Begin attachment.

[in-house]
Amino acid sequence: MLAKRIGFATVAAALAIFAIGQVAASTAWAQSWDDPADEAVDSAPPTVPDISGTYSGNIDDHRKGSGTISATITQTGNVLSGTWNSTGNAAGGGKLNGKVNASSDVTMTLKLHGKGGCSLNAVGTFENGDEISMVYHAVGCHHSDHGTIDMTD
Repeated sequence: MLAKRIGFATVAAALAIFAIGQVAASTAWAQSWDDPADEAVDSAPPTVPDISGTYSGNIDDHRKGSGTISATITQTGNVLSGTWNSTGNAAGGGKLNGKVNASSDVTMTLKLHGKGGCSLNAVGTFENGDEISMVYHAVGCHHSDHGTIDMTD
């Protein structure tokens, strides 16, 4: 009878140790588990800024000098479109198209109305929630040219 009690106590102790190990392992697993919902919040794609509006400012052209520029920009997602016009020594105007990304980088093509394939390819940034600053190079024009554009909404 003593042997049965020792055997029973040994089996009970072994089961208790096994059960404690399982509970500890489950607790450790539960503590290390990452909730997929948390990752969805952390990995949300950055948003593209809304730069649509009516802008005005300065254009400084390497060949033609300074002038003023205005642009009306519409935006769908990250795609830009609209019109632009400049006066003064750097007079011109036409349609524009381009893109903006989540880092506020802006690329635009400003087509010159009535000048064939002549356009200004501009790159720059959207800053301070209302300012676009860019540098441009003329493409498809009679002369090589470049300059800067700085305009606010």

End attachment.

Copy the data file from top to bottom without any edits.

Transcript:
[in-house]
Amino acid sequence: MLAKRIGFATVAAALAIFAIGQVAASTAWAQSWDDPADEAVDSAPPTVPDISGTYSGNIDDHRKGSGTISATITQTGNVLSGTWNSTGNAAGGGKLNGKVNASSDVTMTLKLHGKGGCSLNAVGTFENGDEISMVYHAVGCHHSDHGTIDMTD
Repeated sequence: MLAKRIGFATVAAALAIFAIGQVAASTAWAQSWDDPADEAVDSAPPTVPDISGTYSGNIDDHRKGSGTISATITQTGNVLSGTWNSTGNAAGGGKLNGKVNASSDVTMTLKLHGKGGCSLNAVGTFENGDEISMVYHAVGCHHSDHGTIDMTD
């Protein structure tokens, strides 16, 4: 009878140790588990800024000098479109198209109305929630040219 009690106590102790190990392992697993919902919040794609509006400012052209520029920009997602016009020594105007990304980088093509394939390819940034600053190079024009554009909404 003593042997049965020792055997029973040994089996009970072994089961208790096994059960404690399982509970500890489950607790450790539960503590290390990452909730997929948390990752969805952390990995949300950055948003593209809304730069649509009516802008005005300065254009400084390497060949033609300074002038003023205005642009009306519409935006769908990250795609830009609209019109632009400049006066003064750097007079011109036409349609524009381009893109903006989540880092506020802006690329635009400003087509010159009535000048064939002549356009200004501009790159720059959207800053301070209302300012676009860019540098441009003329493409498809009679002369090589470049300059800067700085305009606010």